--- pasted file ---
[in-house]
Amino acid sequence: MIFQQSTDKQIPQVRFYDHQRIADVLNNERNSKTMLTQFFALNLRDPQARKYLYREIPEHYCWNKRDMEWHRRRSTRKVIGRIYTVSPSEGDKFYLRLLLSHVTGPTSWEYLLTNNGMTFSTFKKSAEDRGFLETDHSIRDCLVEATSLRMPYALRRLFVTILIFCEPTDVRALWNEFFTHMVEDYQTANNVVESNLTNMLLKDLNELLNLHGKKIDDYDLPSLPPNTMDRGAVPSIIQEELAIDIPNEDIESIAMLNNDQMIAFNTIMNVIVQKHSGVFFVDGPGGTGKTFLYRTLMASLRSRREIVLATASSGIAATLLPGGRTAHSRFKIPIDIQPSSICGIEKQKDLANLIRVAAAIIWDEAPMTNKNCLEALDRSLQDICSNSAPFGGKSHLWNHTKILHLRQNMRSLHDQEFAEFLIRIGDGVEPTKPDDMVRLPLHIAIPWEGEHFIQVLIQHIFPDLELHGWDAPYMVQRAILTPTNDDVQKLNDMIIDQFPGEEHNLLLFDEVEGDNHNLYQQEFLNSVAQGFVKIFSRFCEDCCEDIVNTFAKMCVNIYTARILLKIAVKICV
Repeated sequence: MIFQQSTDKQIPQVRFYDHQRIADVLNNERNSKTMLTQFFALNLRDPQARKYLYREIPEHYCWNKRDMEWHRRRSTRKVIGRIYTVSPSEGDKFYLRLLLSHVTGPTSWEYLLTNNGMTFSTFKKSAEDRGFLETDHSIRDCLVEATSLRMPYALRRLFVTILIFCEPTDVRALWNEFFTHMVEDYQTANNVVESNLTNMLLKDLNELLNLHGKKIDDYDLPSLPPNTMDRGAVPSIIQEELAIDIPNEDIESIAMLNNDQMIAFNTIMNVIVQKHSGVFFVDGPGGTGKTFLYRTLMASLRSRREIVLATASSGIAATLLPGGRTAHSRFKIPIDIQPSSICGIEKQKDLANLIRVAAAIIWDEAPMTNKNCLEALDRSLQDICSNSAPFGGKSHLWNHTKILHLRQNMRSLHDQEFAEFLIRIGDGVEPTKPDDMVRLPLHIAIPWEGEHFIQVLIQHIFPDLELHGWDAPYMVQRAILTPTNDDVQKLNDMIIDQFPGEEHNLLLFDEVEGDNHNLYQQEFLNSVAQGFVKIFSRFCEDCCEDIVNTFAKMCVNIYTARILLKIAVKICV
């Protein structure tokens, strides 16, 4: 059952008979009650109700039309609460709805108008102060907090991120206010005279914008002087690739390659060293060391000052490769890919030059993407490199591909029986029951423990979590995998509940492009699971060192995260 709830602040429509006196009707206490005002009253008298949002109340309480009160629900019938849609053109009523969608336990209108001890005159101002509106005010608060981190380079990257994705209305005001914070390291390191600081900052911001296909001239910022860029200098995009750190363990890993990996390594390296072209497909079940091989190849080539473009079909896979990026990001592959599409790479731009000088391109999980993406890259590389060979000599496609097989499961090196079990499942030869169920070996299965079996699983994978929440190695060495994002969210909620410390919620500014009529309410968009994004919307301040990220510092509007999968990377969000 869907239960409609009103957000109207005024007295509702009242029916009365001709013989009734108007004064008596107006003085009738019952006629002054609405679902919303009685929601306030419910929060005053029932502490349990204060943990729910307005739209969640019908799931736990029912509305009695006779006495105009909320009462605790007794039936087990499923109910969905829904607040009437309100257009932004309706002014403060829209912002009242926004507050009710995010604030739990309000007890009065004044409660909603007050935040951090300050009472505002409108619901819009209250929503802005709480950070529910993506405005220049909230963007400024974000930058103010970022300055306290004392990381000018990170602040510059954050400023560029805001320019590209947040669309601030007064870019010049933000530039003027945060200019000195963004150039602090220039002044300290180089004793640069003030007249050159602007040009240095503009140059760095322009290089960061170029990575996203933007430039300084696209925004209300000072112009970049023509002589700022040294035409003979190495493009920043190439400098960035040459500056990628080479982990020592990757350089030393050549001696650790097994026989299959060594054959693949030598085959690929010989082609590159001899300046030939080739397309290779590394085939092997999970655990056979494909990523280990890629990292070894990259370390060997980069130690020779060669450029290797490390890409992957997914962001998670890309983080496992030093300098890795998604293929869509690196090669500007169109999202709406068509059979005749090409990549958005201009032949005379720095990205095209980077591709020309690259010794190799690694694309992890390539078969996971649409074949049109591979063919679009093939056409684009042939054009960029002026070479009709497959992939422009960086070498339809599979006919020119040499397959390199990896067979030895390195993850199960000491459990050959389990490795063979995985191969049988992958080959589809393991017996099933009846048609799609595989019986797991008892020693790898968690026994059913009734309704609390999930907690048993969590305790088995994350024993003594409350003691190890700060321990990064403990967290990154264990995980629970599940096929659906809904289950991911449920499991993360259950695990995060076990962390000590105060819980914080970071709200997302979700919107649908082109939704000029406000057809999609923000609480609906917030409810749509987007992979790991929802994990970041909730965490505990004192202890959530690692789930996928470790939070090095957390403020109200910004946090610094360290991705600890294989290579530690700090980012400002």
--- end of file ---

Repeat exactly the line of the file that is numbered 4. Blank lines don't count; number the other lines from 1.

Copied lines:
């Protein structure tokens, strides 16, 4: 059952008979009650109700039309609460709805108008102060907090991120206010005279914008002087690739390659060293060391000052490769890919030059993407490199591909029986029951423990979590995998509940492009699971060192995260 709830602040429509006196009707206490005002009253008298949002109340309480009160629900019938849609053109009523969608336990209108001890005159101002509106005010608060981190380079990257994705209305005001914070390291390191600081900052911001296909001239910022860029200098995009750190363990890993990996390594390296072209497909079940091989190849080539473009079909896979990026990001592959599409790479731009000088391109999980993406890259590389060979000599496609097989499961090196079990499942030869169920070996299965079996699983994978929440190695060495994002969210909620410390919620500014009529309410968009994004919307301040990220510092509007999968990377969000 869907239960409609009103957000109207005024007295509702009242029916009365001709013989009734108007004064008596107006003085009738019952006629002054609405679902919303009685929601306030419910929060005053029932502490349990204060943990729910307005739209969640019908799931736990029912509305009695006779006495105009909320009462605790007794039936087990499923109910969905829904607040009437309100257009932004309706002014403060829209912002009242926004507050009710995010604030739990309000007890009065004044409660909603007050935040951090300050009472505002409108619901819009209250929503802005709480950070529910993506405005220049909230963007400024974000930058103010970022300055306290004392990381000018990170602040510059954050400023560029805001320019590209947040669309601030007064870019010049933000530039003027945060200019000195963004150039602090220039002044300290180089004793640069003030007249050159602007040009240095503009140059760095322009290089960061170029990575996203933007430039300084696209925004209300000072112009970049023509002589700022040294035409003979190495493009920043190439400098960035040459500056990628080479982990020592990757350089030393050549001696650790097994026989299959060594054959693949030598085959690929010989082609590159001899300046030939080739397309290779590394085939092997999970655990056979494909990523280990890629990292070894990259370390060997980069130690020779060669450029290797490390890409992957997914962001998670890309983080496992030093300098890795998604293929869509690196090669500007169109999202709406068509059979005749090409990549958005201009032949005379720095990205095209980077591709020309690259010794190799690694694309992890390539078969996971649409074949049109591979063919679009093939056409684009042939054009960029002026070479009709497959992939422009960086070498339809599979006919020119040499397959390199990896067979030895390195993850199960000491459990050959389990490795063979995985191969049988992958080959589809393991017996099933009846048609799609595989019986797991008892020693790898968690026994059913009734309704609390999930907690048993969590305790088995994350024993003594409350003691190890700060321990990064403990967290990154264990995980629970599940096929659906809904289950991911449920499991993360259950695990995060076990962390000590105060819980914080970071709200997302979700919107649908082109939704000029406000057809999609923000609480609906917030409810749509987007992979790991929802994990970041909730965490505990004192202890959530690692789930996928470790939070090095957390403020109200910004946090610094360290991705600890294989290579530690700090980012400002």